At first, I sat there terribly confused. I didn’t understand that I had just watched a video about editing a video essay. Isn’t this what is already done in films? I thought. I applaud Every Frame a Painting (Tony Zhou) for making what could be so thoroughly boring into something engaging that mimics the style of story-driven filmography. It is important to keep works interesting by avoiding repetition and transferring between storylines. I would argue that Contagion (2011) misses the latter by trying to fully accommodate its convoluted storyline. For those who have not seen the film, . I truly enjoyed the concept of the spiderweb of characters that are all affected by the pandemic in different ways. The contamination scenes send chills down one’s spine as an infected character touches something as mundane as a stair rail. The editing did a superb job lingering on these items just long enough to build suspense without it being too obvious.
Regardless, I was left missing out on the characters’ potential. The film had several A-Listers like Gwyneth Paltrow and Laurence Fishburne, though nearly every plot was snubbed. Details are skipped over, and we miss characters for at least half an hour. Several events are not filled in. I’m a firm believer in including ambiguities, but there were too many here. And if I’m being completely honest, I couldn’t tell the three lead Caucasian female doctors apart for the longest time. Of course, there is nothing wrong with the casting: they were just looked at so briefly that I didn’t have enough time to register their physical appearances and personalities. Despite these couple of points I wanted to discuss, Contagion is certainly worth watching. Its narrative is very unique, and others might have an easier time navigating it than I. The editing, which is actually what I am here to talk about (I am no authority on any of these subjects despite pursuing a film career), perfectly encapsulated the full range of distress that is exhibited in this film. We see their vulnerability, courage, grief, and exhaustion. As I noted before, it can be hard to connect them, though the showcasing of these qualities and how it is translated into the landscape shots of the scene I analyzed gives Contagion a solid portion of its merit.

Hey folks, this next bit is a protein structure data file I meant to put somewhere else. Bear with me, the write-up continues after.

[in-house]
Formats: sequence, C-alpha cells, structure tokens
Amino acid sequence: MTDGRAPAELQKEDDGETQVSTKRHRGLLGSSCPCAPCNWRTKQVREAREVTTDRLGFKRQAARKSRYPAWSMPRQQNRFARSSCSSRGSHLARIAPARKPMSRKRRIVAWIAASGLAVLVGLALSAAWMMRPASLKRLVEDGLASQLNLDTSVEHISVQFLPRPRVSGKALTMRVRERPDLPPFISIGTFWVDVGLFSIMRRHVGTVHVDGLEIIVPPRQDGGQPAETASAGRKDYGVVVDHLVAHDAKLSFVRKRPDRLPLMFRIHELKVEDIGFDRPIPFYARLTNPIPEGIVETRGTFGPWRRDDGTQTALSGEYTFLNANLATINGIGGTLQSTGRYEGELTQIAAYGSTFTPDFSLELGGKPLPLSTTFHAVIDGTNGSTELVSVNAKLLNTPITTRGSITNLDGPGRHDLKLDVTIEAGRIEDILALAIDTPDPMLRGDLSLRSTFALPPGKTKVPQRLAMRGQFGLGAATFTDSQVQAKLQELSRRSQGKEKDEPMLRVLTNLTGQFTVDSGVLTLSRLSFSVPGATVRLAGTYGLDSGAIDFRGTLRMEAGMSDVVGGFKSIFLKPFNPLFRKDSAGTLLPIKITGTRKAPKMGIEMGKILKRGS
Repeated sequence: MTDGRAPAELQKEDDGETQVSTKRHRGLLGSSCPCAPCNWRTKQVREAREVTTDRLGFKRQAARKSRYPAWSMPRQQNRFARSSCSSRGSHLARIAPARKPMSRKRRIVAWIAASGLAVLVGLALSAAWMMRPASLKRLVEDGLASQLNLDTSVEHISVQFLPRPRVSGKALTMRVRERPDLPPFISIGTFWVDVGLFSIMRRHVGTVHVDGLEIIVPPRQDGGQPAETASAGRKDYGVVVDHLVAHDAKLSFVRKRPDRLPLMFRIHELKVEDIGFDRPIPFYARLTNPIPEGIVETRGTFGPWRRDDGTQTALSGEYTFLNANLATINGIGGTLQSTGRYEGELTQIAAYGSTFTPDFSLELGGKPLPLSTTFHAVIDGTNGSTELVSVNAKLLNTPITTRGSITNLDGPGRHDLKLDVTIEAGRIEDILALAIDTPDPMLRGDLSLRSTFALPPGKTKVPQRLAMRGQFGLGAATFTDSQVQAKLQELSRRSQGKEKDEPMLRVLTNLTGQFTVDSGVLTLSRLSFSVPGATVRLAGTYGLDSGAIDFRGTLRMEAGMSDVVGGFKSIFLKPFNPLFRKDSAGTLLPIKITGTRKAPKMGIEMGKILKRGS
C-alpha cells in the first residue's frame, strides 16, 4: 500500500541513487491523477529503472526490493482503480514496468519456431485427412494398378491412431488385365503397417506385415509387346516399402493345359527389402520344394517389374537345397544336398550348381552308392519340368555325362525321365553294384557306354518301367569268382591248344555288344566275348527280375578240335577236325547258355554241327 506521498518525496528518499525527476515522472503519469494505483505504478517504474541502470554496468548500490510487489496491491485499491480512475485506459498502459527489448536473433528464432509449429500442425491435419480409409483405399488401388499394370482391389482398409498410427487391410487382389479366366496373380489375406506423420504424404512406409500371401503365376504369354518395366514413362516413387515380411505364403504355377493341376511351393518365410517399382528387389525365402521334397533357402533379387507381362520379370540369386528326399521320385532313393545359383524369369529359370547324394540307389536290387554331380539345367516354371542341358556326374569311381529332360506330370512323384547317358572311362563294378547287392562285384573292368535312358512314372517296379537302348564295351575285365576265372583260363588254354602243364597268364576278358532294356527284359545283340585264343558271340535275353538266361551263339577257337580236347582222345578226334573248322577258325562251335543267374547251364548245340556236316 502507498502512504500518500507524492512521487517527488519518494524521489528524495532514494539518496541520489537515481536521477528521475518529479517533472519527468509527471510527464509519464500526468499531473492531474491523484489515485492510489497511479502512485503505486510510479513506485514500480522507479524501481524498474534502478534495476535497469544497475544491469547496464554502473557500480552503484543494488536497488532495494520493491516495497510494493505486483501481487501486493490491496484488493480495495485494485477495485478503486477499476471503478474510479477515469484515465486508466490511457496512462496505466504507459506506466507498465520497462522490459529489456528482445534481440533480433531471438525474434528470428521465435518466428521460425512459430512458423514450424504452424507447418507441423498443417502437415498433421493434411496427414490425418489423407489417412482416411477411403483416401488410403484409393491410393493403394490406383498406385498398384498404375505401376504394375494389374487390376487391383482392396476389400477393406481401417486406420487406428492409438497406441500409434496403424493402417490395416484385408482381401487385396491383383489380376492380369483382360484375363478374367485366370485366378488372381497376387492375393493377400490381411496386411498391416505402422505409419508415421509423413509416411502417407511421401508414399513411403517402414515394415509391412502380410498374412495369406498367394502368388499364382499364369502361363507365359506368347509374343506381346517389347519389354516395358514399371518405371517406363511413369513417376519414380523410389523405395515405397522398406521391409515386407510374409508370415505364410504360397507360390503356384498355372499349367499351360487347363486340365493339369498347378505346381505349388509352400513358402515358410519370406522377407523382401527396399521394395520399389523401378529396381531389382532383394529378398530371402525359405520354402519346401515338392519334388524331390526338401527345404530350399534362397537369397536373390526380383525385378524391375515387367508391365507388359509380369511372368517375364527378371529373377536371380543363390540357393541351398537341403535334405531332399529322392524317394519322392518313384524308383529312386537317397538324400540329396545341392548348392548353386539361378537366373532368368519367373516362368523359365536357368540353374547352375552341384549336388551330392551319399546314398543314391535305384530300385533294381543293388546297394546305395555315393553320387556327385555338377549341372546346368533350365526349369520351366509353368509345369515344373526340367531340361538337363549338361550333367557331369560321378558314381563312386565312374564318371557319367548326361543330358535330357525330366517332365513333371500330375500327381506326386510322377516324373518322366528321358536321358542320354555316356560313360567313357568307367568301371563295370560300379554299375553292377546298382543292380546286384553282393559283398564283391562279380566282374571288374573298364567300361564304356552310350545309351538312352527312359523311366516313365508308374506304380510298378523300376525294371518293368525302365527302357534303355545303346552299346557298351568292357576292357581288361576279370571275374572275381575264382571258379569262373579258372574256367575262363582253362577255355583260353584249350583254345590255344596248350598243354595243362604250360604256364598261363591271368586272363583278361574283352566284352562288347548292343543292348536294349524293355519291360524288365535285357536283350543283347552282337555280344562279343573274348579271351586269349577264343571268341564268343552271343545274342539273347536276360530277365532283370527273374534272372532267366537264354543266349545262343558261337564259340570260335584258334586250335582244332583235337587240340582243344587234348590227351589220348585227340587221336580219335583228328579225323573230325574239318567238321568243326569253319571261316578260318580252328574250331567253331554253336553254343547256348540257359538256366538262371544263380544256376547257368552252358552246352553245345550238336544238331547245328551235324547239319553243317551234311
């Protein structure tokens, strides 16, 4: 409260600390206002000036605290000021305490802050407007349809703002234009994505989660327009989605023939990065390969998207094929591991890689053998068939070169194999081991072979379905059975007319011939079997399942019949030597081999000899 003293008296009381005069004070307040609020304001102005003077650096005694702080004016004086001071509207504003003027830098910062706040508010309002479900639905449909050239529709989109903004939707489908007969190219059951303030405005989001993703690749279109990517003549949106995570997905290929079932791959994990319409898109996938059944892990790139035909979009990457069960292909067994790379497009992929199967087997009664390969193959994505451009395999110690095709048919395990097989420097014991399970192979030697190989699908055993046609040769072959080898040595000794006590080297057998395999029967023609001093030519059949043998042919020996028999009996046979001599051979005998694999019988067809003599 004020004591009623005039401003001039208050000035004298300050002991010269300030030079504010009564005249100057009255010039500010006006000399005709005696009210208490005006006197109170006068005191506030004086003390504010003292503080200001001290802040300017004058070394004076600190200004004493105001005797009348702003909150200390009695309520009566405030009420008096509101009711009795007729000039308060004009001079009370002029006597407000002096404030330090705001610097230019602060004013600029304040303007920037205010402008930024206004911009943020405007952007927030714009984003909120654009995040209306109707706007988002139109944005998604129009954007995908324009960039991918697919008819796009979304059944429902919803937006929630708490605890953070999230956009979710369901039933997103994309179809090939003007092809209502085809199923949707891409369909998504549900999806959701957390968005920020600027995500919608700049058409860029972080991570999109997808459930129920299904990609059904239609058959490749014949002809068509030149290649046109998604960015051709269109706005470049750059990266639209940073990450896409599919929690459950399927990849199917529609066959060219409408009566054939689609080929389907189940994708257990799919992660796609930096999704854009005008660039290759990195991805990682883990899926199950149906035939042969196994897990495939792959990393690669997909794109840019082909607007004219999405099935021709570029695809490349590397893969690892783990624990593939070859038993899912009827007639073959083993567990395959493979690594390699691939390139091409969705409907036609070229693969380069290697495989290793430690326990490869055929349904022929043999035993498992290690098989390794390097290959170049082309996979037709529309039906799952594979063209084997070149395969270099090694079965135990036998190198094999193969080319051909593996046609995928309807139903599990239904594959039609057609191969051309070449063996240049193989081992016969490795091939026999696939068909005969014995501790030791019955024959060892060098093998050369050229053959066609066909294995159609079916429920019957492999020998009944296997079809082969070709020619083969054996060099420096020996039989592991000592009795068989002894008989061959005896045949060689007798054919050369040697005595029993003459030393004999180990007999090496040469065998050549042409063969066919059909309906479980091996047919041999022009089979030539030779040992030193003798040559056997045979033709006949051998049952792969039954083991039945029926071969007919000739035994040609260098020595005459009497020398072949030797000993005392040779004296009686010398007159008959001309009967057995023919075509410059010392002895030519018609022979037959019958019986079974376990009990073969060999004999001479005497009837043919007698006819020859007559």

After watching Tony Zhou’s How Does an Editor Think and Feel? video, I found myself focusing on the characters’ eyes. As an actor, I also gained a newfound appreciation for facial expessions. In theatre, one relies heavily on dialogue and exaggerated movements. However, film has more minute emotions that come most strongly through the eyes. That, including the Roger Ebert article, discussed instinct. One knows when to end a shot instinctually. Ebert mentioned the concept of “intrinsic weighing,” or the idea that “certain areas of the available visual space have tendencies to stir emotional or aesthetic reactions.” Although there are few people focused on in this clip, the spaces shown throughout aesthetically betray the emptiness of this new world.